Entries in Augmented Reality (4)
On the 22nd January 1970, the first commercial flight of the Boeing 747-100 took place with Pan Am between London and New York. Manufactured by Boeings Commericial Airplane unit in the US, and at 2 and a half times the size of its predecessor the 707, the 747 was the first 'widebody' every produced (in fact holding the passenger capacity record for 37years).
The amazing technology at work to create the fascinating 'journey through the sky' seen in the above film is unfortunately not apparent within the interior of the 747.
Here a thin lining hides the many systems and technologies at work, creating an artificial domestic environment that distorts the true experience of being 'up in the air'.
Further research into the manufacturing of the experience of flight reveals amazing colours, technological instruments and complex engineering, all of which are again left unseen through our aspiration for the familiar and comfortable.
Do we really desire an experience of flying which hides the amazing technology behind it ?
Is comfort and familiarity really more important ? or are the technologies at work so complex that we are left feeling uneasy at not being able to make sense of their vast array of functions ?
Maybe it is for the best.. it reminds me of a story a friend told me about an airline pilot he knew, and how no matter how many time he flew a plane, at the point when the massive vessel lifted gracefully off of the ground he couldnt help think to himself.. 'Wow.. this really works!'
Augmented realities become spontaneous when an "army" of cyclists transport projectors and sound equipment to locations around the city to create ephemeral audio/visual experiences using existing architecture or nature as a backdrop.
Originally started within the Interdisciplinary Program in Collaborative Arts at the University of Minnesota, the project continues to grow by creating new artistic interventions in unique atmospheres.
The public influences the display in real-time.
Are you on the lookout?
We believe this also further eliminates the need for defined central meeting space for work/client interactions. Going to the office or going to wherever you want to go? Queue up the sound and the overhead and the presentation is the final product.
Editor's Note: George Agnew is an unlicensed architect and designer working in New York. His Blog, The Architecture of Fear, focuses on how security changes the built world we live in. George's post is the second in our special feature section, where we offer a voice to those outside of The Functionality.
Through Archipreneur I came across an amazing demonstration of Augmented Reality (AR). It reminds me of an article I saw on Wired about how the Department of Defense (DOD) has test programs where they are trying to identify buildings on the fly. Now we must not only consider the physical attributes of a space but also the meta or virtual attributes which can be ascribed by anyone. Just think, if you piss someone off, they tag your building as a terrorist weapon cache with their mobile phone, the next time a drone flies overhead, you might have a small problem!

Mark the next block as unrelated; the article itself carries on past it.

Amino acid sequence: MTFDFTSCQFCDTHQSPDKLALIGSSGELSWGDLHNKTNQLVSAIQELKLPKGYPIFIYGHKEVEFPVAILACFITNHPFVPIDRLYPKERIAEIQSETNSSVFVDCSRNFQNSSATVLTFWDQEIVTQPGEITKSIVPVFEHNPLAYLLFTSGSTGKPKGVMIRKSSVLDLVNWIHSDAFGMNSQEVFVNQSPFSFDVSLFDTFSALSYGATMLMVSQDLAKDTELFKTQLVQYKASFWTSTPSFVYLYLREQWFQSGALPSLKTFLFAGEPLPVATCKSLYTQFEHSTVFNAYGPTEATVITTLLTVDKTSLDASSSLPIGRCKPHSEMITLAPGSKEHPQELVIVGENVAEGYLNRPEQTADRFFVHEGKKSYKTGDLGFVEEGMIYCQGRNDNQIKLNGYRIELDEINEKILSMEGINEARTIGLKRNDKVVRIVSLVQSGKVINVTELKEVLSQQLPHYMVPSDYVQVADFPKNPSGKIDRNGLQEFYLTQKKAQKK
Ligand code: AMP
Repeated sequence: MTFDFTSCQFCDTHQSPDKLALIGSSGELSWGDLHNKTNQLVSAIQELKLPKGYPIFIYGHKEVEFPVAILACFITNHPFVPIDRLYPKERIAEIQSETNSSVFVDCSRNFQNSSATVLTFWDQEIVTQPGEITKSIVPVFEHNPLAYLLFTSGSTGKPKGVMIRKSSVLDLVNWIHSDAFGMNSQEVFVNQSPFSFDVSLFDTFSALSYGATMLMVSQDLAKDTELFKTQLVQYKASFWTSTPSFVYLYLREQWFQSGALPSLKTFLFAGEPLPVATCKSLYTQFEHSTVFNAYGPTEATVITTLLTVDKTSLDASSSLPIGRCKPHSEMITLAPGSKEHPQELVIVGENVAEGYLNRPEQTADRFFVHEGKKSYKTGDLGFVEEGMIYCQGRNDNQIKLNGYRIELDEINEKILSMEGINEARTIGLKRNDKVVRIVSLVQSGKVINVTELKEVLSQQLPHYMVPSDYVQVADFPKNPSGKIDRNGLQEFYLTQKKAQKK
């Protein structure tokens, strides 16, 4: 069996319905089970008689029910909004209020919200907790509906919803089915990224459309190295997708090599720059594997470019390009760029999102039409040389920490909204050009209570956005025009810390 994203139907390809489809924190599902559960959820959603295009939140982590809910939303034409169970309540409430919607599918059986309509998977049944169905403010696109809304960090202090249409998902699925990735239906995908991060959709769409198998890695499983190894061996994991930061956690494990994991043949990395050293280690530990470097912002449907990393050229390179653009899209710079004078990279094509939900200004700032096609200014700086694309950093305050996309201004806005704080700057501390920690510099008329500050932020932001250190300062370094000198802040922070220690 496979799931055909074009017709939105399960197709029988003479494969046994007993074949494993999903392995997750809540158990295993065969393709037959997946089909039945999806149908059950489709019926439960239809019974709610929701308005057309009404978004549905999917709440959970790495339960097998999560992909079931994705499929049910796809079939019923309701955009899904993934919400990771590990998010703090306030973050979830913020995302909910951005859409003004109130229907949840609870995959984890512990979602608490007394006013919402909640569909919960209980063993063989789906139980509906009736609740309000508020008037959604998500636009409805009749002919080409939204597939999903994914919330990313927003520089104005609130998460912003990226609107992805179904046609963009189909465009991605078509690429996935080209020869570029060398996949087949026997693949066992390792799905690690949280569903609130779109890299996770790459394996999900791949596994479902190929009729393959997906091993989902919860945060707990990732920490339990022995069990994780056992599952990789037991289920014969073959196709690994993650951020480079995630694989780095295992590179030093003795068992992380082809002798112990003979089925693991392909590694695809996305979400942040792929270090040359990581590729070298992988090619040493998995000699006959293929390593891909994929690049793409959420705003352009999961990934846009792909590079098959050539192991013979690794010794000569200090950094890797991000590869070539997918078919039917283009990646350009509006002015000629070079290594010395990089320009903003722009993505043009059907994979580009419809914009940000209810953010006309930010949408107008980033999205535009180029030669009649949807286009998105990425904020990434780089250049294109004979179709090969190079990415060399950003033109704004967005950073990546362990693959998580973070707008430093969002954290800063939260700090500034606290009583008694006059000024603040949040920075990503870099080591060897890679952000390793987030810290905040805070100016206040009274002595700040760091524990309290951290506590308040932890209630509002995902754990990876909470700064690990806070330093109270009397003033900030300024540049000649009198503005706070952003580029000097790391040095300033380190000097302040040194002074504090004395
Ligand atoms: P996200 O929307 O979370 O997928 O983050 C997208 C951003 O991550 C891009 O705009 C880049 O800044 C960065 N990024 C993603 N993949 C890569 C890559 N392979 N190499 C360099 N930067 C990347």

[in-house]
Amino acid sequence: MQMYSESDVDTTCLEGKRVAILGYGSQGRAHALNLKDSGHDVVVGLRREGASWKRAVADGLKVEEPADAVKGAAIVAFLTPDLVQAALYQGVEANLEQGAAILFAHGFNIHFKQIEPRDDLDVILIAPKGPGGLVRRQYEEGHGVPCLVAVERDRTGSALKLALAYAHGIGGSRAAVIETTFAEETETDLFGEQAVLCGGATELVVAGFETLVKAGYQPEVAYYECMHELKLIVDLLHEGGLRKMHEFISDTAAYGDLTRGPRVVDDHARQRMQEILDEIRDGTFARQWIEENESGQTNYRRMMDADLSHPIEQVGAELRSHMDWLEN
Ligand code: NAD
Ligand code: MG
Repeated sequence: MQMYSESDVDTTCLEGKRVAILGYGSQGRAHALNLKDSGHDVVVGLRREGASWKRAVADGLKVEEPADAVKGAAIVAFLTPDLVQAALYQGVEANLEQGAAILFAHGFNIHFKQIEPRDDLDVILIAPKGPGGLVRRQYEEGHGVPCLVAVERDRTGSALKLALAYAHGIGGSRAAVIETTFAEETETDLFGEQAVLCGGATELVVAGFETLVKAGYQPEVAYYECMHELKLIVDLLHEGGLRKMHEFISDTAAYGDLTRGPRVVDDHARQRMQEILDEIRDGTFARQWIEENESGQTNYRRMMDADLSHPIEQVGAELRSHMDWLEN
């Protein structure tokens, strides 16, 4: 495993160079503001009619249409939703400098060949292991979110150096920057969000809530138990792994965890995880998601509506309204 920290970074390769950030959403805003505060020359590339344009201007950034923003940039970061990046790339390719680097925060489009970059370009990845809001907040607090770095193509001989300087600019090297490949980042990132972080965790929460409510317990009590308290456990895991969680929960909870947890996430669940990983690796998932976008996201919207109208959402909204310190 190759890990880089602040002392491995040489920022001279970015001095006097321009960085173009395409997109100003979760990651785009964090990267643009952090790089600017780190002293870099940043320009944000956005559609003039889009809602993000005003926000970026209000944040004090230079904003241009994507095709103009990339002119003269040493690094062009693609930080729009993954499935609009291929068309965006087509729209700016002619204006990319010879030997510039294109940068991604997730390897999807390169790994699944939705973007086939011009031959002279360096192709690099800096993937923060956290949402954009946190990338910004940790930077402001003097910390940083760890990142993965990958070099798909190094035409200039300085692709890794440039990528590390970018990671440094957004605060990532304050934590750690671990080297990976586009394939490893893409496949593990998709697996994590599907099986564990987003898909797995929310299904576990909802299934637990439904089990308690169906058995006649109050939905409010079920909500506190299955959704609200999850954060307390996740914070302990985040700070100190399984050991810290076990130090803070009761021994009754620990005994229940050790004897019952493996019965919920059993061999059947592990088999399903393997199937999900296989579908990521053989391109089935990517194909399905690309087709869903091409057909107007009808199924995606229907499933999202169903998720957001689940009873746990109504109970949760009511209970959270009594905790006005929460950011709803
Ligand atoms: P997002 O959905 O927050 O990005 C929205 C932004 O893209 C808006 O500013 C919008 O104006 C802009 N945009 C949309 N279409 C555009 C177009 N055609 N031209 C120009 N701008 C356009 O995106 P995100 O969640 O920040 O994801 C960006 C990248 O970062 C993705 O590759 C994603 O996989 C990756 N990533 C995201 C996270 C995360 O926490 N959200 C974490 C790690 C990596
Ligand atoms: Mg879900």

This specific example uses SketchUp with a plugin from Inglobe Technologies (not free unfortunately but not as expensive as you’d think). I’ve noticed a steady increase in the use of camera matching in video whether in professionally done television promos or amateur architecture videos. When done well the images can be quite compelling. The difference here is that Augmented Reality is the application of this in real time. Keep in mind that you could do this from your home computer with about $100 in software:
Think virtual reality minus the goggles, crappy helmet and the quasi-hi tech pod in some lab (ok maybe that’s how I picture it) and imagine walking around on the street or in the countryside. Now if you feel like you might look a little stupid walking around with your laptop open fear not, concurrent to this development of desktop AR is “Mobile Augmented Reality”. As demonstrated in the video that led this post, by this app called Wikitude on the Google Android mobile phone platform.
With mobile phone companies pushing downloadable content to phones, it’s not difficult to imagine these two streams of AR coming together. Design and develop your own objects which can be downloaded to your phone (data) and then using your phone (software) you can apply it to anywhere you go (the real world).